Doctor who saw tragic teen at Leeds Festival said 'outcome may have been different' if treated earlier
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He bought the pill from a fellow festival goer in the campsite, and took it on the evening of Saturday, August 27. He collapsed around 90 minutes later near to the festival's medical tent where his concerned friends were taking him.
Dr Clayton said they used ice packs in a bid to bring down David's temperature after it soared above a life-threatening 41 degrees Celsius. He was quickly transferred to St James' Hospital by ambulance but died the next morning.
David, from Manchester, had developed a life-threatening condition known as serotonin syndrome, which can be triggered by the chemicals in ecstasy that are meant to provide the euphoric feelings for the user. The inquest heard that David’s organs began to fail in the intensive care unit of the hospital, and the heart-breaking decision was taken to withdraw treatment.
His devastated parents, who had been staying at a hotel a few miles from the festival after dropping him and his friends at the site, were by his side.
Kevin McLoughlin, senior coroner at Wakefield Coroner's Court, asked if David could have been helped while at the festival, Dr Clayton replied: "If he had presented an hour earlier, perhaps. By the time he had arrived he was already particularly unwell but there was nothing we could have done differently."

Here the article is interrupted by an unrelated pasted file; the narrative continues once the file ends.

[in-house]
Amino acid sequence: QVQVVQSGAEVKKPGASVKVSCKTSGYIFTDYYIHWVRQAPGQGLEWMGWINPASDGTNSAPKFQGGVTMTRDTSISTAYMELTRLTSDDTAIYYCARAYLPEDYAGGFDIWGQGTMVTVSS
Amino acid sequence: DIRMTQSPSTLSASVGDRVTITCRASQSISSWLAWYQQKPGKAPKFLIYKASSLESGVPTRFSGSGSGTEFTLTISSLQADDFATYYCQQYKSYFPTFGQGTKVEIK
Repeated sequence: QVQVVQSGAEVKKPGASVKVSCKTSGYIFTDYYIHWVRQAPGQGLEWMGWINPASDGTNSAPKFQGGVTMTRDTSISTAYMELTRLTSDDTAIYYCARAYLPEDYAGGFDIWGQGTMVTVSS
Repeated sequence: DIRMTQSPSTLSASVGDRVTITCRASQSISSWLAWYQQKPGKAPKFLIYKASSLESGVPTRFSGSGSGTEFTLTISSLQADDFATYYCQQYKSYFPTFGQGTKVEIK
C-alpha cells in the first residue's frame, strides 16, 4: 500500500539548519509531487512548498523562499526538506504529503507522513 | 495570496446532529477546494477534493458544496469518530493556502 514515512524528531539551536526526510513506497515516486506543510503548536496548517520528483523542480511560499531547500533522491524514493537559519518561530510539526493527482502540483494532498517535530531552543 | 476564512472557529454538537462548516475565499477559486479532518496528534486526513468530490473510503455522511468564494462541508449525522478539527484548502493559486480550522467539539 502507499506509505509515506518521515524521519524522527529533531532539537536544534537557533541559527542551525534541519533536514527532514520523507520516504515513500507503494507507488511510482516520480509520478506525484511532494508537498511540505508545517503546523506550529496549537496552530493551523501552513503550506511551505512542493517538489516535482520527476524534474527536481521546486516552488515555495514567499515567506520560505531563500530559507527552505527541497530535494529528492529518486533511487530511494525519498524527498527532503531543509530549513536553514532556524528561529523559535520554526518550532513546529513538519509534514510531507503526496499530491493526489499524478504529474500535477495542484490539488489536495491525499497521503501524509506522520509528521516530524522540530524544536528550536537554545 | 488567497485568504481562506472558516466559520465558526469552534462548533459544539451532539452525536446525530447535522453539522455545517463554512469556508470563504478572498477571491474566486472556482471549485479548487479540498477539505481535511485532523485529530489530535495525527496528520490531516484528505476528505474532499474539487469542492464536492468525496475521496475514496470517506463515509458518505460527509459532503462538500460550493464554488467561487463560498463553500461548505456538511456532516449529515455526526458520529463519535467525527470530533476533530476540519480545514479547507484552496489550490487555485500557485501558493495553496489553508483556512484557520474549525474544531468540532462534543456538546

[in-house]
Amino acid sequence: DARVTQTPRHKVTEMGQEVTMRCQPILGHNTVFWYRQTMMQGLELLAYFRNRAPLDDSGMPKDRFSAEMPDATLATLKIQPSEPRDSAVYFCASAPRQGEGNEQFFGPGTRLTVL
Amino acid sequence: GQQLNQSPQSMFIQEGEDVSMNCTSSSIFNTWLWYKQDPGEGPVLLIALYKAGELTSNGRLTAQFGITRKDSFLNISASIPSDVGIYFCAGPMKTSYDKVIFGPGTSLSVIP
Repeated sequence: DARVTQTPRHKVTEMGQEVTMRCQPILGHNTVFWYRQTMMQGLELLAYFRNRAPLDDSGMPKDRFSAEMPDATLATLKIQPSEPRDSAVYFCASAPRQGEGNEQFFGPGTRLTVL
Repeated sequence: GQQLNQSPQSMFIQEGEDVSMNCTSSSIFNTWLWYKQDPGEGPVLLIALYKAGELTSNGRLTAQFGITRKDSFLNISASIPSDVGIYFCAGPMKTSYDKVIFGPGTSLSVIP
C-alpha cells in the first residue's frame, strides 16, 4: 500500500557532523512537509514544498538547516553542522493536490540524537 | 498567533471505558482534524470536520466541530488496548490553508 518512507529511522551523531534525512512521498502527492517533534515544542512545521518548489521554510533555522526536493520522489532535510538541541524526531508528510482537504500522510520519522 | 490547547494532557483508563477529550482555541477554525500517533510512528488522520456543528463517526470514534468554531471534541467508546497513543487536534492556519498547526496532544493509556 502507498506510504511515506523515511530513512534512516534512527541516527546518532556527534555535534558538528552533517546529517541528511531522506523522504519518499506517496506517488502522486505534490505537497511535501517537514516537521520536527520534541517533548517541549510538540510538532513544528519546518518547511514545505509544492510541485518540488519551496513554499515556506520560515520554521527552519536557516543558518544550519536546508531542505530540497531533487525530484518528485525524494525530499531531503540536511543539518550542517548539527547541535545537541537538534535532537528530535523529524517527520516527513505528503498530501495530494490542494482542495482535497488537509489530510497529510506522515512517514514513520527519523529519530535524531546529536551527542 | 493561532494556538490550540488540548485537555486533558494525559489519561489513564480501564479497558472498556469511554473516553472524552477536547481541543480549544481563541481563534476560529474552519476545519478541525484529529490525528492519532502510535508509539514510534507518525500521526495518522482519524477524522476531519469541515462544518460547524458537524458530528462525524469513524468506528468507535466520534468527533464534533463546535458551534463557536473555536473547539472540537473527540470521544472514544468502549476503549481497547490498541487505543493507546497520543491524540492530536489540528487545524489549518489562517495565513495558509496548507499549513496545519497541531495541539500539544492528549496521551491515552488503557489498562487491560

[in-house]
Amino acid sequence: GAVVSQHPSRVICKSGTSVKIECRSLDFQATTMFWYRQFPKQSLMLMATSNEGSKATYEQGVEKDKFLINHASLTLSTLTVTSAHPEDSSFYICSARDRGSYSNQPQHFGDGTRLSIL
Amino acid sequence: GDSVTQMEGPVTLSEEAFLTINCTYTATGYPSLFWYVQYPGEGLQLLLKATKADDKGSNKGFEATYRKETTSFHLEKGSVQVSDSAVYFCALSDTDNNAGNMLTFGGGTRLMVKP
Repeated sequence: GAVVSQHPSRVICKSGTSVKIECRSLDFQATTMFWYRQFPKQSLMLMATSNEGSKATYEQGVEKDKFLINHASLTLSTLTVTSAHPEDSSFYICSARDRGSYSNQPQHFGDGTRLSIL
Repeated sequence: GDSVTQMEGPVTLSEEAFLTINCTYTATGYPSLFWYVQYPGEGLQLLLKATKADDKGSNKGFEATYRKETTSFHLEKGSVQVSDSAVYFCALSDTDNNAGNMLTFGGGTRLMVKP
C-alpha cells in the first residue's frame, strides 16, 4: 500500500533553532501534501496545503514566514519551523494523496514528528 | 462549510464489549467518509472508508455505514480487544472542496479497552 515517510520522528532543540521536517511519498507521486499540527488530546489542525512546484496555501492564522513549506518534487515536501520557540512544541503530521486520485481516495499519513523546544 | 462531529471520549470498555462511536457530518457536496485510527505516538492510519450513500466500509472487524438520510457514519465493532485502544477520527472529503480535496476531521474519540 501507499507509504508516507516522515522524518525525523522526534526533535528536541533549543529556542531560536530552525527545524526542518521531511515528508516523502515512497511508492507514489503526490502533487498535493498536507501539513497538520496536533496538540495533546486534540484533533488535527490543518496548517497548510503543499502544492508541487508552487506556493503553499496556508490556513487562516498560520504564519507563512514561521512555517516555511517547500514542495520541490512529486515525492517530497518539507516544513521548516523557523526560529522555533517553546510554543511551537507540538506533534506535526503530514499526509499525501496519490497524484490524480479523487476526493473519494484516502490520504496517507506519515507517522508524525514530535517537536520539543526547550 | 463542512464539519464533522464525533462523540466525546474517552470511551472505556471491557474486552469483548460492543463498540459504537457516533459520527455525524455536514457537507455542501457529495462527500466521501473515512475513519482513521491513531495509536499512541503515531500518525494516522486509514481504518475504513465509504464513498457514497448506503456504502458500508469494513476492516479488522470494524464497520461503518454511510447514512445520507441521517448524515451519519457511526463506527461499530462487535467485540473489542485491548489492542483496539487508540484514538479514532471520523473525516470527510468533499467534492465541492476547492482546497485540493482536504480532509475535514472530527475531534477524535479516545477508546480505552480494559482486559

But Dr Clayton recognised that ecstasy users often mistake life-threatening symptoms as part of the normal drug-taking experience and are therefore less likely to seek medical assistance.
Quizzed by Mr McLoughlin on whether drug-related illnesses could be predicted, Dr Clayton said that due to the illegal production of such pills, there is no telling how potentially deadly each pill can be.
He said: "It's not like Pfizer and made in a lab. There's no batch control, no quality control. These can be made in a kitchen with a cement mixer.”
Having worked at the Leeds Festivals for the past five years, Dr Clayton said he can see up to 2,000 people during an event, and estimated that a “third or half” are drug related.
Asked by the coroner about the general use of illegal substances at events, he said: “They will always be a feature of festival life. It's a totally different world outside of normal statutes.
"People will always take drugs at festivals and the only thing to do is make it as safe as possible, or if we do have to pick up the pieces, we are able to do it in a timely fashion.
"You could search every single person on the site but they will still get in. An example is prison, they are locked down and you can’t keep drugs out of prison.”
The inquest continues and is expected to finish either later today, or tomorrow.